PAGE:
By now everyone knows of the recent injury saga of Noah Syndergaard.
To quickly recap, Syndergaard was scratched from his start last week due to a “tired arm,” which was then diagnosed as biceps tendinitis; refused the team’s request for an MRI; was allowed to start on Sunday by GM Sandy Alderson; was kept in the game despite being hit unusually hard and even grimacing after one pitch; was finally pulled from the game after grabbing his right armpit following the next pitch; was placed on the disabled list with a partially torn lat muscle; and is now out indefinitely, but definitely for at least a couple months and possibly longer. If that’s a lot to digest, don’t worry; it apparently was too much for even the Mets’ medical staff and front office.
The Syndergaard debacle is the latest high-profile mishandling of a player’s injury by Mets management, but it’s nowhere near the first. In 2008 the team put outfielder Ryan Church on a cross-country flight soon after he had suffered his second concussion in three months, let him play and then put him on the DL with post-concussion symptoms.
In 2009 they allowed Jose Reyes to play with a calf strain, which predictably turned into a torn hamstring that ended his season in May. Just last week they kept Yoenis Cespedes in the lineup despite his hamstring visibly hurting during batting practice, only to place him on the DL after he inevitably strained the same hamstring the next day.
The list of bungled injuries goes on and on. Countless Mets have been declared “day-to-day,” only to end up missing weeks, months and even full seasons. One day we hear a Mets player has a paper cut, the next day the team announces he needs Tommy John surgery.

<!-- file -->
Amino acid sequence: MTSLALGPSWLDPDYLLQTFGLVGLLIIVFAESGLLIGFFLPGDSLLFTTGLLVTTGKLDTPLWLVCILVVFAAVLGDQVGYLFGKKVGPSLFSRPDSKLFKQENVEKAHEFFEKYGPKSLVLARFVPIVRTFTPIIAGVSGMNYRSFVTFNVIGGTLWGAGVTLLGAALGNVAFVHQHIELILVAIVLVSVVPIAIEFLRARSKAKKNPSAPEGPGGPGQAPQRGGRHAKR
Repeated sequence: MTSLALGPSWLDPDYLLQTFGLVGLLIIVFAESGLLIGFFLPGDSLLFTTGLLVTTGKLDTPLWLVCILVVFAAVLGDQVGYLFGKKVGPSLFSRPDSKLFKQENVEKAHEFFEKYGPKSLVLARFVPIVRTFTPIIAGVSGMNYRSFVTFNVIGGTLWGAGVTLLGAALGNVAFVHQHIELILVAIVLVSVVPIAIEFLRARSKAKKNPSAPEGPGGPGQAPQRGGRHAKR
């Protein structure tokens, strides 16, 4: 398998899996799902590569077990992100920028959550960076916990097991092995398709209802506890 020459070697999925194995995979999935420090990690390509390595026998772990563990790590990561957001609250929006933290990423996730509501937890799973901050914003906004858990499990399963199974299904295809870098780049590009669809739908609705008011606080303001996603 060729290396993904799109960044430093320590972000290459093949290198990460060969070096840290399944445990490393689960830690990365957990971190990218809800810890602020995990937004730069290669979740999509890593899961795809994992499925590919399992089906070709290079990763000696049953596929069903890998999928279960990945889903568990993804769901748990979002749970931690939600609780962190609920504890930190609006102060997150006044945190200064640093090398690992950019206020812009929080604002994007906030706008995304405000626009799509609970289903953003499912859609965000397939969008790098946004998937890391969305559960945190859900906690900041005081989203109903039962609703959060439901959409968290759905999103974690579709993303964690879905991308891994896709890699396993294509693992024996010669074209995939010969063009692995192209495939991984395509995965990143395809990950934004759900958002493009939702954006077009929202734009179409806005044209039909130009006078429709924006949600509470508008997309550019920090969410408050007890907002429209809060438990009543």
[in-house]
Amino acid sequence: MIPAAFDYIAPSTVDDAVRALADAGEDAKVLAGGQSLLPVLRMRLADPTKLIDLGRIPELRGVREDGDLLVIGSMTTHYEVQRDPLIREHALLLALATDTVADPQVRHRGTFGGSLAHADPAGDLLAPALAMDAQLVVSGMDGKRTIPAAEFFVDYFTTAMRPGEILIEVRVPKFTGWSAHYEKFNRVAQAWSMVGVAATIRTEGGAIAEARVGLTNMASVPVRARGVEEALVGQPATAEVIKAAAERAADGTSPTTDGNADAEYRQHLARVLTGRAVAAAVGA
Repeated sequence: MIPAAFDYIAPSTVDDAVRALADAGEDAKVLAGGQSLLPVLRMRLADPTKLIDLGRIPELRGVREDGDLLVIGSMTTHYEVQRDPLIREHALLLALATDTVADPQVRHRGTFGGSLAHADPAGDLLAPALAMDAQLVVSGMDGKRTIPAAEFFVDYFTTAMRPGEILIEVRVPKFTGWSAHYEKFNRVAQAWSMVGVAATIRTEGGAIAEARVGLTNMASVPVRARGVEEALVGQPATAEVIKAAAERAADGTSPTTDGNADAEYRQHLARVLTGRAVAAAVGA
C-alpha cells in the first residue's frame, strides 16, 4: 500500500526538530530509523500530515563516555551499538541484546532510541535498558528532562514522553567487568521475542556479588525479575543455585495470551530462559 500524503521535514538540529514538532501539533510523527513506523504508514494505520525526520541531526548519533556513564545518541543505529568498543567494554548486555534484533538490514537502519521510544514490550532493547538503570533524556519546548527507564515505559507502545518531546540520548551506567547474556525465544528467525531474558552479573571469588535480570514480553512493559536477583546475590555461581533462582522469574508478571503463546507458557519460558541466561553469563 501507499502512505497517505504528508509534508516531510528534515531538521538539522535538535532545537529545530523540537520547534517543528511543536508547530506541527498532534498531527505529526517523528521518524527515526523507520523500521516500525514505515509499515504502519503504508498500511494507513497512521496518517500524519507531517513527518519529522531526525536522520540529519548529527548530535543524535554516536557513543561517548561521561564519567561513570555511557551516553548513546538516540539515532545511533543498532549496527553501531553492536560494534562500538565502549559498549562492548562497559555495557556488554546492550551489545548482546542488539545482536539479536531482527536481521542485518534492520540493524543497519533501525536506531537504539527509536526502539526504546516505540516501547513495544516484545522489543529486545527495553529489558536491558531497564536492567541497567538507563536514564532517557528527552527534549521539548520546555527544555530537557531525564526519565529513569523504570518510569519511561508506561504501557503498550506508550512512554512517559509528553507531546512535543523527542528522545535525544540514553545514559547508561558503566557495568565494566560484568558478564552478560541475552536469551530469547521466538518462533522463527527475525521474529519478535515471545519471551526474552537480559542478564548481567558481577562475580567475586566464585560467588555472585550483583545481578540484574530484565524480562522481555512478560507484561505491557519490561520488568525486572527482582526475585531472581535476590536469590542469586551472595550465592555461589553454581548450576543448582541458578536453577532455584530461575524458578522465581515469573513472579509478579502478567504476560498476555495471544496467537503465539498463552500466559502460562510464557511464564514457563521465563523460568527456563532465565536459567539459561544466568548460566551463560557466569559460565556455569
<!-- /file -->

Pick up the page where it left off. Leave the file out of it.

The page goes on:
It’s impossible to say for sure whether the Mets have had more or worse injuries than other teams, although that certainly seems to be the case. But what is clear is that the franchise has displayed an unmatched level of incompetence over the last several years in diagnosing, handling and informing on those injuries. Ray Ramirez must have some compromising photos of the Wilpons, because he’s somehow led the worst training staff in sports for over a decade.
Of course, each player has to be held somewhat accountable for his own body. Syndergaard added 17 pounds of muscle this past offseason, prompting former Rangers pitching coach Tom House to say in February that “this is an injury waiting to happen by the second week of June.” Syndergaard should have known better, but if that was obvious to House from afar, why didn’t anyone on the Mets staff check in on their star pitcher and intervene?
Or worse, maybe they did and Syndergaard ignored them, just like he did with the MRI. With the Mets history, could you blame him if that was the case? At this point, I wouldn’t trust the team’s suggestions for treating a mosquito bite.
It makes you wonder whether the Mets well-deserved injury reputation, particularly with their star players, will affect them in free agency going forward. Sure, money is almost always the deciding factor, but if all thing are equal it could easily come into play. In fact, every Mets contract should come with a warning label: Signing here could take years off your career.